We began our survey in the upper catchment, where the river is a wide valley, containing a series of naturally saline wetlands. As we walked towards the coast, the river became more defined before it ended at Lake Gore. Along the walk, we recorded river pools, habitat values, vegetation type and condition, weeds, fencing status and channel stability (erosion, sedimentation, bank slumping)
The upper sections of the river were in some places over a kilometre wide. There was little or no water in the upper sections, or remnant of it in a series of pools located along the main channel. Samphire dominated this vegetation in the low flow channels, and mallee vegetation on the outer fringe of the river.
The middle sections of the river flowed in steeper, more defined channels and the water cascaded over the granite rocks. This was a beautiful area of the river where the water has cut through about two metres of granite over millions of years. At this time of the year, the river was confined to a two-metre channel, however it would flow over the rocks during periods of high flow, adding oxygen to the water - important for aquatic fauna including native fish. This section of the river was contained within a wide buffer of vegetation, protecting it from the surrounding landuse and ensuring its long-term survival.
As we moved further down the catchment, the river channel became `braided' into a series of intertwining channels, a completely different looking river than upstream. Towards the South Coast Highway, the river fanned out into a flood plain - posing many challenges for farmers in that area.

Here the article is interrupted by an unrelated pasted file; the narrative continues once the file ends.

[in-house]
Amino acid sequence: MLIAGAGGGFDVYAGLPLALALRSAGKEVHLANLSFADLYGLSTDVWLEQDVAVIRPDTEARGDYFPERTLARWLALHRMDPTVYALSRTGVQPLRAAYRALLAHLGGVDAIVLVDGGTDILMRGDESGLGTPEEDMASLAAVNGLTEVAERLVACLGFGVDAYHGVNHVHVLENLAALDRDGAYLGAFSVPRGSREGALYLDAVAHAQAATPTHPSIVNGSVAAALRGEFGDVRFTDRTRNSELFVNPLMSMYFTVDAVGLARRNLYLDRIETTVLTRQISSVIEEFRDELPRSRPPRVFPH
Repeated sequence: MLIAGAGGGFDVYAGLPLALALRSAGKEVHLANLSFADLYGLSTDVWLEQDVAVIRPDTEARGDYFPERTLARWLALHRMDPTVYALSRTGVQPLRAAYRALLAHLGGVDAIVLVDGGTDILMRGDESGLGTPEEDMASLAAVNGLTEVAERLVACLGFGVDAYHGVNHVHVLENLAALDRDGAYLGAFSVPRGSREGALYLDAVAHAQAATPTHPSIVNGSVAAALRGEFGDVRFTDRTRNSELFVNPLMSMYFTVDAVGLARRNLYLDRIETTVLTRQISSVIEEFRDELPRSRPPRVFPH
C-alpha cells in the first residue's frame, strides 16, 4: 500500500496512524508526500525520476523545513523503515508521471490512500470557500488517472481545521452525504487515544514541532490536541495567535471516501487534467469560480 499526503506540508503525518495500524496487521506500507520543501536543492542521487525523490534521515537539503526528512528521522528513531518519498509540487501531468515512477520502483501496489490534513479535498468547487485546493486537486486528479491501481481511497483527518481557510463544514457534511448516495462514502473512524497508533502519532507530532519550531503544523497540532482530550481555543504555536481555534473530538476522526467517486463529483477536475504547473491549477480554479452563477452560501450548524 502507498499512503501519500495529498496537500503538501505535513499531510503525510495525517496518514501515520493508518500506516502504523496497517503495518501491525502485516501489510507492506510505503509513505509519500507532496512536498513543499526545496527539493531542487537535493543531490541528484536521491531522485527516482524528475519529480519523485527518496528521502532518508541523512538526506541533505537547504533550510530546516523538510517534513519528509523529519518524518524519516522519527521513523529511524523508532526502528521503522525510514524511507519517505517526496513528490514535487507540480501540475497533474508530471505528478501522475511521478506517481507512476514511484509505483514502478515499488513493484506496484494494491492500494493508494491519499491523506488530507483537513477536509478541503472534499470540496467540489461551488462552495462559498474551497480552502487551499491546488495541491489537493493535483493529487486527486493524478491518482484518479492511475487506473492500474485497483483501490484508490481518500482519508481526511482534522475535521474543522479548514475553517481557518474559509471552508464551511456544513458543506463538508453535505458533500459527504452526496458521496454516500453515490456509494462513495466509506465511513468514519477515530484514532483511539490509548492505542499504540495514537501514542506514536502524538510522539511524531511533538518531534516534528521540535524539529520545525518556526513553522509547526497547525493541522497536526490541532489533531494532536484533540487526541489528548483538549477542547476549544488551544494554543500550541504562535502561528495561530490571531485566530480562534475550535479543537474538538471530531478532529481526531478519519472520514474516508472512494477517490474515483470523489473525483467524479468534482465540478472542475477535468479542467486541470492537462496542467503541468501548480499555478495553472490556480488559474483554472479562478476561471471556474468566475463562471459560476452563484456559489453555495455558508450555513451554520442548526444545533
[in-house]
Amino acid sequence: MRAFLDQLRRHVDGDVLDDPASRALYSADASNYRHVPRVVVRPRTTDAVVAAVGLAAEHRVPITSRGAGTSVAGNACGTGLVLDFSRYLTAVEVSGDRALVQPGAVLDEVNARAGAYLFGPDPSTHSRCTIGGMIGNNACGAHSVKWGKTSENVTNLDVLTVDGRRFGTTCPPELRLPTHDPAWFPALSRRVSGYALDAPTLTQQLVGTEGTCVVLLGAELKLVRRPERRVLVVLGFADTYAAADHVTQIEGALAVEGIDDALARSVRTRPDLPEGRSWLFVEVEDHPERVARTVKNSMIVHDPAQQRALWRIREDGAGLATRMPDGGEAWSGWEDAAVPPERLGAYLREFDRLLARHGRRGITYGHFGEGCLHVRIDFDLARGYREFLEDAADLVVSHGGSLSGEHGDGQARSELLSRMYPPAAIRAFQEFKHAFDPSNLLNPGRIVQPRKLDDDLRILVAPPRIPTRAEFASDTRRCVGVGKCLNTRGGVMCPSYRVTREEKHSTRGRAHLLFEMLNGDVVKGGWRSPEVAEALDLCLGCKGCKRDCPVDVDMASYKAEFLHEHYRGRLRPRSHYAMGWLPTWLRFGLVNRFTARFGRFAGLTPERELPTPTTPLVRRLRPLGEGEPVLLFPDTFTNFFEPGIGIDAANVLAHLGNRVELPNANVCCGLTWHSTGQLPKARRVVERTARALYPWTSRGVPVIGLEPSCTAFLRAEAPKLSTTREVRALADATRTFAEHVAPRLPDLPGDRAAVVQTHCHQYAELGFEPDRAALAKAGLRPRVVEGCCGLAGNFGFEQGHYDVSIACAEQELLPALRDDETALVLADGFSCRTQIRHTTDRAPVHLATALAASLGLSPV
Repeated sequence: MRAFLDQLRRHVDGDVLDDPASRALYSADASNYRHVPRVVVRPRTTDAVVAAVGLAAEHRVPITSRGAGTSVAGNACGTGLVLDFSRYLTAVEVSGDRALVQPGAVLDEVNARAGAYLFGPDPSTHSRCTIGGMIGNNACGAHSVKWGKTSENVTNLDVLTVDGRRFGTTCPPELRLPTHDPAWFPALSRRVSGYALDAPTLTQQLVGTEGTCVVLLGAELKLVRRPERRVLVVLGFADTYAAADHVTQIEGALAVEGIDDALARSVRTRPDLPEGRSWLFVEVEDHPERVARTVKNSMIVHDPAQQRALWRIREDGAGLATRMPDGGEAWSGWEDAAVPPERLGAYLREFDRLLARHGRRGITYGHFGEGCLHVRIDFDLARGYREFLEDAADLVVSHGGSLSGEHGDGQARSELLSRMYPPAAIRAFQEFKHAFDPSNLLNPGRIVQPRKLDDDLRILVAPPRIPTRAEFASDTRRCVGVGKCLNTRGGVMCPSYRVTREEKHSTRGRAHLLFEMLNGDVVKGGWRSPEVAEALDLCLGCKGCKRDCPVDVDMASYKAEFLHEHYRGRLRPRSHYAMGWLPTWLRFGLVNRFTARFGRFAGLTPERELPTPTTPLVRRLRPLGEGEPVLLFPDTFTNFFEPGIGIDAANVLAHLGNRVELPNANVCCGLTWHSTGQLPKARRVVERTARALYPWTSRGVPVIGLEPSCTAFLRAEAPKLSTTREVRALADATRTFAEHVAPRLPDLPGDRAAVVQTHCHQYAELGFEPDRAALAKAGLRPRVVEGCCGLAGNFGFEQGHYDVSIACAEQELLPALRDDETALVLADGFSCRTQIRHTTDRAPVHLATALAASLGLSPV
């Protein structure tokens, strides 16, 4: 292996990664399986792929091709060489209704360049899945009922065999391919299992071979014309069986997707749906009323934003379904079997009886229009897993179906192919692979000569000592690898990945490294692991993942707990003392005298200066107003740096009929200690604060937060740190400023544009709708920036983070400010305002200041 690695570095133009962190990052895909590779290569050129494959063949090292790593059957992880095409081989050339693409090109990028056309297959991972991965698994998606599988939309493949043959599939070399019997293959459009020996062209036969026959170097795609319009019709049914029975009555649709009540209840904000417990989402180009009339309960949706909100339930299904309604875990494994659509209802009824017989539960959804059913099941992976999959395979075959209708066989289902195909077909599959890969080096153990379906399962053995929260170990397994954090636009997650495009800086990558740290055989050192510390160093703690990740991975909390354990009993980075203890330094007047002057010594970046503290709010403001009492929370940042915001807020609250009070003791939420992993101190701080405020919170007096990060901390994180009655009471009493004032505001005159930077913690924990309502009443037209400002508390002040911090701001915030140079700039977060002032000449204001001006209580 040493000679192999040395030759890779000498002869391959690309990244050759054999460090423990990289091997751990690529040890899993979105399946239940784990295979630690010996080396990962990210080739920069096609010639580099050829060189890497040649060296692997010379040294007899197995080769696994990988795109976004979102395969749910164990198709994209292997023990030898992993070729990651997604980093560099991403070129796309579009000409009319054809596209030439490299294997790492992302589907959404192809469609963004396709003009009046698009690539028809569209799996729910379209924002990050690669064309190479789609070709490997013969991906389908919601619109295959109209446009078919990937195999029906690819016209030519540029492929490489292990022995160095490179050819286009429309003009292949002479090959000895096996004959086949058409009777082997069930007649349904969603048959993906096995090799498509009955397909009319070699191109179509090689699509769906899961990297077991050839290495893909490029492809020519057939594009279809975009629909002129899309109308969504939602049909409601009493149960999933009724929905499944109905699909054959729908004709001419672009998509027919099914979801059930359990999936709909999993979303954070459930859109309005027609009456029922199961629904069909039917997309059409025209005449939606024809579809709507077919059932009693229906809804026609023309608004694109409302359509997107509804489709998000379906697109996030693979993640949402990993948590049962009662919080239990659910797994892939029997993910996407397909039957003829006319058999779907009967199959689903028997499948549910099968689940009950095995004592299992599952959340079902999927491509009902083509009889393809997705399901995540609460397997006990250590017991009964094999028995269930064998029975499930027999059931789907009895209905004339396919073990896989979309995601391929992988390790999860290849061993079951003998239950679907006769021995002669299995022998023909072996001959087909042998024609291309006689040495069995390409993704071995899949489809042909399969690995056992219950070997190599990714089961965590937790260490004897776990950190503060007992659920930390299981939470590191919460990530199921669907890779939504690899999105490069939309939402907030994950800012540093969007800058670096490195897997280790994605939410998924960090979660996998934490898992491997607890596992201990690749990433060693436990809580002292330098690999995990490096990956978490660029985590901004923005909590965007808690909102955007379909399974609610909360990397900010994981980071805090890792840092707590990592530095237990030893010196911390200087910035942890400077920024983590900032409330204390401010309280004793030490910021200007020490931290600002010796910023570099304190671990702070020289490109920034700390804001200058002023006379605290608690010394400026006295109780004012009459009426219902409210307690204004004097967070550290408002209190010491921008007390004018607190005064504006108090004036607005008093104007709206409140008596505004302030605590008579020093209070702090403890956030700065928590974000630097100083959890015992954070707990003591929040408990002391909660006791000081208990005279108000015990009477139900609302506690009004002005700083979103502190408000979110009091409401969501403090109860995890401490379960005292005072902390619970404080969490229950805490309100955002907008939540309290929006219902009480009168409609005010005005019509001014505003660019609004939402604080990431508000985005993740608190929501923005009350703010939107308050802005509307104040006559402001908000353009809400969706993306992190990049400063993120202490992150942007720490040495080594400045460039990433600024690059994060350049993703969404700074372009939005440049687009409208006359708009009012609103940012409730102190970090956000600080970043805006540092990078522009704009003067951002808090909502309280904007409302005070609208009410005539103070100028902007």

There were numerous river pools found along the river channel, some of which were several hundred metres long. These pools are important as a refuge for wildlife including various birds during the dry seasons, and are a home to our native fish and macroinvertebrates (water bugs). As we walked along the river, it was easy to see that the river corridor is an important habitat for various birds, frogs, native fish, macroinvertebrates, kangaroos, and the odd Tiger Snake - that we carefully avoided.
Moving south of the highway, the river channel changed considerably as the land tilted more towards the coast. This corresponds to a deeper, faster flowing river with steep banks. The higher energy environment was demonstrated during the last flood events and it was hard not to feel despondent at the numerous fences that were seen trapped in debris along the river channel. On a positive note, the amount of fencing lost indicated that a lot of landholders had fenced considerable kilometres of the river, often at their own expense and in their own time. It also indicated the challenges that many landholders faced in the future to protect the Dalyup River.